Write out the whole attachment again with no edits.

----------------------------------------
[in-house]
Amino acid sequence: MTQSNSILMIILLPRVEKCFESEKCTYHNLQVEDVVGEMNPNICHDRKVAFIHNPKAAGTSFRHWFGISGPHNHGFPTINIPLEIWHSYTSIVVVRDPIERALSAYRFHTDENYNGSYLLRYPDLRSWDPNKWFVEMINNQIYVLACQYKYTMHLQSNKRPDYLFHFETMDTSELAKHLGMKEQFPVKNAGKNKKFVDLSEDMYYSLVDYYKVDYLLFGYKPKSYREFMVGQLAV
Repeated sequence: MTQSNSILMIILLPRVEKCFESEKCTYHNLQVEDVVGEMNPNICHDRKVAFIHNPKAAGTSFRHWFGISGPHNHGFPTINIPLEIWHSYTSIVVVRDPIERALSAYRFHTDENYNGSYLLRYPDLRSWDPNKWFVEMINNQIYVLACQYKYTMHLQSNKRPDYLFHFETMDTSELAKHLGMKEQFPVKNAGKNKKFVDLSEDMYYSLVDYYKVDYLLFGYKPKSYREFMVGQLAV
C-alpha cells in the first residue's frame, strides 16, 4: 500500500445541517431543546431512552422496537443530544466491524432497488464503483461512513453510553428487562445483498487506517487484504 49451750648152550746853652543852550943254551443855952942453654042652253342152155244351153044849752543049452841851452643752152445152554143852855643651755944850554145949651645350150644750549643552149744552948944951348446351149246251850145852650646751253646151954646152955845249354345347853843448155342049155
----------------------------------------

[in-house]
Amino acid sequence: MTQSNSILMIILLPRVEKCFESEKCTYHNLQVEDVVGEMNPNICHDRKVAFIHNPKAAGTSFRHWFGISGPHNHGFPTINIPLEIWHSYTSIVVVRDPIERALSAYRFHTDENYNGSYLLRYPDLRSWDPNKWFVEMINNQIYVLACQYKYTMHLQSNKRPDYLFHFETMDTSELAKHLGMKEQFPVKNAGKNKKFVDLSEDMYYSLVDYYKVDYLLFGYKPKSYREFMVGQLAV
Repeated sequence: MTQSNSILMIILLPRVEKCFESEKCTYHNLQVEDVVGEMNPNICHDRKVAFIHNPKAAGTSFRHWFGISGPHNHGFPTINIPLEIWHSYTSIVVVRDPIERALSAYRFHTDENYNGSYLLRYPDLRSWDPNKWFVEMINNQIYVLACQYKYTMHLQSNKRPDYLFHFETMDTSELAKHLGMKEQFPVKNAGKNKKFVDLSEDMYYSLVDYYKVDYLLFGYKPKSYREFMVGQLAV
C-alpha cells in the first residue's frame, strides 16, 4: 500500500445541517431543546431512552422496537443530544466491524432497488464503483461512513453510553428487562445483498487506517487484504 49451750648152550746853652543852550943254551443855952942453654042652253342152155244351153044849752543049452841851452643752152445152554143852855643651755944850554145949651645350150644750549643552149744552948944951348446351149246251850145852650646751253646151954646152955845249354345347853843448155342049155